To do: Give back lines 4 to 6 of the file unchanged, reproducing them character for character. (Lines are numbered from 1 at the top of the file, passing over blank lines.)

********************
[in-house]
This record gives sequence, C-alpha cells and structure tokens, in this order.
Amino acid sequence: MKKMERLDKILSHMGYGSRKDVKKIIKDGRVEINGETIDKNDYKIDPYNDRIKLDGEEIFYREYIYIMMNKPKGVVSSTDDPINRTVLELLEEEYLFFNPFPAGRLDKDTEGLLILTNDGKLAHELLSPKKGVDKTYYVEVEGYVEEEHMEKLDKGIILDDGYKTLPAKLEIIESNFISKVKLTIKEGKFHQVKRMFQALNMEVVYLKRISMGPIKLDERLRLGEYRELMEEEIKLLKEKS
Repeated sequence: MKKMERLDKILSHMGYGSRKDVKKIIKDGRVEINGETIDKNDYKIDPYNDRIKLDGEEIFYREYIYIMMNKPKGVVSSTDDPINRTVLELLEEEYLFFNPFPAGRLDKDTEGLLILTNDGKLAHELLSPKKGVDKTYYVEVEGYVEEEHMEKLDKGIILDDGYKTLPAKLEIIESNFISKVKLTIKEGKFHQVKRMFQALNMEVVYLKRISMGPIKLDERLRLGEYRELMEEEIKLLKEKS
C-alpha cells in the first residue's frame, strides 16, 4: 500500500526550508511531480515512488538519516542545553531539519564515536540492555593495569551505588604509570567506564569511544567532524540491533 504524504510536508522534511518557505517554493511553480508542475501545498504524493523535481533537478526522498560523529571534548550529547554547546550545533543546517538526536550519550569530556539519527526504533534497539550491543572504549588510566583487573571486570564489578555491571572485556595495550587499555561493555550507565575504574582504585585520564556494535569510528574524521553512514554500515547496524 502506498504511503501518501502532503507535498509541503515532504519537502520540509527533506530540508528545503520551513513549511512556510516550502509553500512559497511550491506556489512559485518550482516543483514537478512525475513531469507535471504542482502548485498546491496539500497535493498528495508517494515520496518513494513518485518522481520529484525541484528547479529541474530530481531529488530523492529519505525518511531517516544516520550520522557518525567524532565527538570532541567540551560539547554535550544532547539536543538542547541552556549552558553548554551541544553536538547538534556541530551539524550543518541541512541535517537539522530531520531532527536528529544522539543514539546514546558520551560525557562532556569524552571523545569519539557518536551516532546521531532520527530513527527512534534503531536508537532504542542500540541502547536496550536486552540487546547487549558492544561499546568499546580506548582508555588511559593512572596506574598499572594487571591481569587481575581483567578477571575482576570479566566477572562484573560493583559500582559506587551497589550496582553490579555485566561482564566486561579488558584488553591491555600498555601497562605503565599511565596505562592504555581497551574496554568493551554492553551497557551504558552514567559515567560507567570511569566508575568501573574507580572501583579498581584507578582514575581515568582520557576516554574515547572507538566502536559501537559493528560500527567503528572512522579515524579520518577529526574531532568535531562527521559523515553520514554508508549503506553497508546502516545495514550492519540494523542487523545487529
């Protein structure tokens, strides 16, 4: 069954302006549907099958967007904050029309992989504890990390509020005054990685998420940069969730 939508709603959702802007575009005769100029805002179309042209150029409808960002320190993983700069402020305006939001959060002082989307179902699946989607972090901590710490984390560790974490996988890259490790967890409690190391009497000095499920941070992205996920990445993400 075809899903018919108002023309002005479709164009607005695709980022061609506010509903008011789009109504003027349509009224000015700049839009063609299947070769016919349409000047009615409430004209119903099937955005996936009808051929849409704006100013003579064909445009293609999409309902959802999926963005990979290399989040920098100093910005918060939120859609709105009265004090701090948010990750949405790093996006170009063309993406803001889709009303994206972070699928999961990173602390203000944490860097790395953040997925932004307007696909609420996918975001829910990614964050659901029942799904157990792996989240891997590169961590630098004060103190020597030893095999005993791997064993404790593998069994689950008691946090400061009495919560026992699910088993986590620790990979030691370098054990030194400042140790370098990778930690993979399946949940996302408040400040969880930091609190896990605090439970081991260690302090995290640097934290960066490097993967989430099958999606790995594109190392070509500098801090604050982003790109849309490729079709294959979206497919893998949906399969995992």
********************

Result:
Repeated sequence: MKKMERLDKILSHMGYGSRKDVKKIIKDGRVEINGETIDKNDYKIDPYNDRIKLDGEEIFYREYIYIMMNKPKGVVSSTDDPINRTVLELLEEEYLFFNPFPAGRLDKDTEGLLILTNDGKLAHELLSPKKGVDKTYYVEVEGYVEEEHMEKLDKGIILDDGYKTLPAKLEIIESNFISKVKLTIKEGKFHQVKRMFQALNMEVVYLKRISMGPIKLDERLRLGEYRELMEEEIKLLKEKS
C-alpha cells in the first residue's frame, strides 16, 4: 500500500526550508511531480515512488538519516542545553531539519564515536540492555593495569551505588604509570567506564569511544567532524540491533 504524504510536508522534511518557505517554493511553480508542475501545498504524493523535481533537478526522498560523529571534548550529547554547546550545533543546517538526536550519550569530556539519527526504533534497539550491543572504549588510566583487573571486570564489578555491571572485556595495550587499555561493555550507565575504574582504585585520564556494535569510528574524521553512514554500515547496524 502506498504511503501518501502532503507535498509541503515532504519537502520540509527533506530540508528545503520551513513549511512556510516550502509553500512559497511550491506556489512559485518550482516543483514537478512525475513531469507535471504542482502548485498546491496539500497535493498528495508517494515520496518513494513518485518522481520529484525541484528547479529541474530530481531529488530523492529519505525518511531517516544516520550520522557518525567524532565527538570532541567540551560539547554535550544532547539536543538542547541552556549552558553548554551541544553536538547538534556541530551539524550543518541541512541535517537539522530531520531532527536528529544522539543514539546514546558520551560525557562532556569524552571523545569519539557518536551516532546521531532520527530513527527512534534503531536508537532504542542500540541502547536496550536486552540487546547487549558492544561499546568499546580506548582508555588511559593512572596506574598499572594487571591481569587481575581483567578477571575482576570479566566477572562484573560493583559500582559506587551497589550496582553490579555485566561482564566486561579488558584488553591491555600498555601497562605503565599511565596505562592504555581497551574496554568493551554492553551497557551504558552514567559515567560507567570511569566508575568501573574507580572501583579498581584507578582514575581515568582520557576516554574515547572507538566502536559501537559493528560500527567503528572512522579515524579520518577529526574531532568535531562527521559523515553520514554508508549503506553497508546502516545495514550492519540494523542487523545487529
């Protein structure tokens, strides 16, 4: 069954302006549907099958967007904050029309992989504890990390509020005054990685998420940069969730 939508709603959702802007575009005769100029805002179309042209150029409808960002320190993983700069402020305006939001959060002082989307179902699946989607972090901590710490984390560790974490996988890259490790967890409690190391009497000095499920941070992205996920990445993400 075809899903018919108002023309002005479709164009607005695709980022061609506010509903008011789009109504003027349509009224000015700049839009063609299947070769016919349409000047009615409430004209119903099937955005996936009808051929849409704006100013003579064909445009293609999409309902959802999926963005990979290399989040920098100093910005918060939120859609709105009265004090701090948010990750949405790093996006170009063309993406803001889709009303994206972070699928999961990173602390203000944490860097790395953040997925932004307007696909609420996918975001829910990614964050659901029942799904157990792996989240891997590169961590630098004060103190020597030893095999005993791997064993404790593998069994689950008691946090400061009495919560026992699910088993986590620790990979030691370098054990030194400042140790370098990778930690993979399946949940996302408040400040969880930091609190896990605090439970081991260690302090995290640097934290960066490097993967989430099958999606790995594109190392070509500098801090604050982003790109849309490729079709294959979206497919893998949906399969995992």